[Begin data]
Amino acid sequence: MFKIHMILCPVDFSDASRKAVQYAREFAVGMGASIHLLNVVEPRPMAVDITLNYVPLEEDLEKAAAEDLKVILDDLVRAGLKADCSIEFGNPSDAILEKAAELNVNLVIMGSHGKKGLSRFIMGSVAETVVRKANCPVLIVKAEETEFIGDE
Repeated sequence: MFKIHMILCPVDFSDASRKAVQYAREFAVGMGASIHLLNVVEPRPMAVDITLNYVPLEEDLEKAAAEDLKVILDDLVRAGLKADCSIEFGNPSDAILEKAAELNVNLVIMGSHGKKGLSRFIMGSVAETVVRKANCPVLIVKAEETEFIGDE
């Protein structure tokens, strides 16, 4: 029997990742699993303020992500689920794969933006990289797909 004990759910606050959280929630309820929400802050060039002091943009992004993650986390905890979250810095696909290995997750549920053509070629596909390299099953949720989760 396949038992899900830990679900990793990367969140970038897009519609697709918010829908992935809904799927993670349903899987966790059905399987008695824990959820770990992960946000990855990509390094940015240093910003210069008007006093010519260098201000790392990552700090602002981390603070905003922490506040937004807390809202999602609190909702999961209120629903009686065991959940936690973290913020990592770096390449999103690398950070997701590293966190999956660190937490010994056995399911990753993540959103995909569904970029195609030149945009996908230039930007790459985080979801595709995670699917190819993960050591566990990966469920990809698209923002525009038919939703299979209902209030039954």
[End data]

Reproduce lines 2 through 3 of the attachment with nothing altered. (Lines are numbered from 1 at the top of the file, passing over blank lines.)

Repeated sequence: MFKIHMILCPVDFSDASRKAVQYAREFAVGMGASIHLLNVVEPRPMAVDITLNYVPLEEDLEKAAAEDLKVILDDLVRAGLKADCSIEFGNPSDAILEKAAELNVNLVIMGSHGKKGLSRFIMGSVAETVVRKANCPVLIVKAEETEFIGDE
């Protein structure tokens, strides 16, 4: 029997990742699993303020992500689920794969933006990289797909 004990759910606050959280929630309820929400802050060039002091943009992004993650986390905890979250810095696909290995997750549920053509070629596909390299099953949720989760 396949038992899900830990679900990793990367969140970038897009519609697709918010829908992935809904799927993670349903899987966790059905399987008695824990959820770990992960946000990855990509390094940015240093910003210069008007006093010519260098201000790392990552700090602002981390603070905003922490506040937004807390809202999602609190909702999961209120629903009686065991959940936690973290913020990592770096390449999103690398950070997701590293966190999956660190937490010994056995399911990753993540959103995909569904970029195609030149945009996908230039930007790459985080979801595709995670699917190819993960050591566990990966469920990809698209923002525009038919939703299979209902209030039954």